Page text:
Faculty Research Interests
Mike Biderman (Ph.D., University of Iowa)
Dr. Biderman teaches the graduate level statistics and research methods sequence. His research interests involve the measurement of faking of personality tests, the measurement and use of response consistency in applicant selection, and investigation of creation of selection tests with minimal adverse impact.
Amanda Clark (Ph.D., University of Waterloo)
Dr. Clark is interested in studying attention-related errors of everyday living and her work focuses on the development of assessments that are ecologically valid and clinically relevant. In her research, she continues to study healthy younger and older adults as well as individuals who experience executive dysfunction due to a traumatic brain injury or stroke. Dr. Clark integrates her research in the courses she teaches, primarily Psychology of Aging, Biological Psychology, and Advanced Seminar in Psychological Processes.
Christopher J. L. Cunningham (Ph.D., Bowling Green State University)
Dr. Cunningham teaches organizational psychology, organizational development and change, and quantitative/qualitative research methods to graduate students in the M.S. program in industrial-organizational (I-O) psychology. He also teaches select undergraduate core courses in psychological research methods, statistics, assessment development, and professional ethics and career planning. His current research addresses multiple OHP topics, including need for resource recovery and recovery from occupational stress, the influence of individual differences in personality and fitness on the stress process, and issues regarding work-nonwork role integrations. He is also involved as an adjunct clinical research professor at the UT College of Medicine/Erlanger Hospital campus, where he is involved with projects that seek to improve healthcare provider health and well-being at work, as well as efficiency on the job.
David Ferrier (Ph.D., George Mason University)
Dr. Ferrier’s research centers around the social, emotional, and cognitive development in children, particularly early childhood. His applied work focuses on how parents, peers, and particularly teachers can act as important socializers of these social, emotional, and cognitive skills which are strongly related to both concurrent and enduring social and academic success. Dr. Ferrier’s background in both developmental and school psychology allows for real-world experiences and advice to permeate the developmental courses he teaches in child and adolescent development. Dr. Ferrier will be expanding his research into local and surrounding preschool and childcare venues, working with teachers and administrators to help ensure that children get a high-quality education and are ready for the larger tasks of more formal schooling.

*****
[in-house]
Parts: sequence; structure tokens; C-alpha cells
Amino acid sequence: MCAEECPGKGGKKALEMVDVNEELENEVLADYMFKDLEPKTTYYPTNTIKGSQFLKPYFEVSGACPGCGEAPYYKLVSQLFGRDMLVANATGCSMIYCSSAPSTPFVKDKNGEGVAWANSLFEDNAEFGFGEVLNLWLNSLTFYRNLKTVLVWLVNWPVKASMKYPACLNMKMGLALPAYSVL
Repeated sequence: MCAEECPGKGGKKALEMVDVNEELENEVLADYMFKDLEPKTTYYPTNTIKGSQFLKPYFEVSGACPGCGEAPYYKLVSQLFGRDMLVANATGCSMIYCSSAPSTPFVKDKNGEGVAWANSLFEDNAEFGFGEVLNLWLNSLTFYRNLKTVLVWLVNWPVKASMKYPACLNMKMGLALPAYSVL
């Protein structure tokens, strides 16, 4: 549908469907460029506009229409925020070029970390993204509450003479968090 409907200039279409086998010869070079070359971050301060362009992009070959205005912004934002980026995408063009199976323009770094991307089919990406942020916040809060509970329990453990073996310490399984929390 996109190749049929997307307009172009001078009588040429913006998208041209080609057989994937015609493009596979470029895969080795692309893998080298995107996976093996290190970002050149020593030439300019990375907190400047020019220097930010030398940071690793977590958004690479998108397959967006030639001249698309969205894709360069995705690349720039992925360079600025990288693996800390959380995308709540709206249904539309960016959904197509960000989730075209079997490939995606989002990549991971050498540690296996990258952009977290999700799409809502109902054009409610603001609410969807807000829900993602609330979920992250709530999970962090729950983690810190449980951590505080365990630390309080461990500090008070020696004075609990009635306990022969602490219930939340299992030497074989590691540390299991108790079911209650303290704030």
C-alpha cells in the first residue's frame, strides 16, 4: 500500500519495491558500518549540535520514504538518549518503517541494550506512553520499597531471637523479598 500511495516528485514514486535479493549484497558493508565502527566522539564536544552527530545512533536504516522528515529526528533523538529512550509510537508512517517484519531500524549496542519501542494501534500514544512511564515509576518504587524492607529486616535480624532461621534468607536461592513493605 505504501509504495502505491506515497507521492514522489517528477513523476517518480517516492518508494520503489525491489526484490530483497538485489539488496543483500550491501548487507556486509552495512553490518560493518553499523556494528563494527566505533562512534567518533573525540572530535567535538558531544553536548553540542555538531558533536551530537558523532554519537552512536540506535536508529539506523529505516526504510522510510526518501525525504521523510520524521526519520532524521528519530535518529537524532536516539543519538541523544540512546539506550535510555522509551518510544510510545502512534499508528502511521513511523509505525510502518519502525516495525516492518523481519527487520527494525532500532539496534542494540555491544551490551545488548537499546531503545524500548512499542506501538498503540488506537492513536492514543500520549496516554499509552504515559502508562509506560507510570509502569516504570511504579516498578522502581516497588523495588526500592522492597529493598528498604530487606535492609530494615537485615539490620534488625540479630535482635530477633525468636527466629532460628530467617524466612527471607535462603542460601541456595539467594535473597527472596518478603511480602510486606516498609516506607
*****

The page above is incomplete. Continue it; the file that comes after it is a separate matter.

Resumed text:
Preston Foerder (Ph.D., The Graduate Center of the City University of New York)
Dr. Foerder’s research is in the field of comparative psychology, the study of behavior across species. Over the years, Dr. Foerder has trained fish and lizards, studied a captive walrus birth and penguin social systems. His current interests lie mainly in comparative cognition. In research published in the journal PLOS ONE, Dr. Foerder found the first evidence for insightful problem solving in Asian elephants. Dr. Foerder is now taking advantage of the many opportunities for research in the Chattanooga area. He is studying wolf and sandhill crane behavior at the Chattanooga Nature Center and visual and chemosensory discrimination in the giant Pacific octopus at the Tennessee Aquarium. Dr. Foerder will be expanding his research on problem solving to African elephants in the zoos surrounding southeast Tennessee.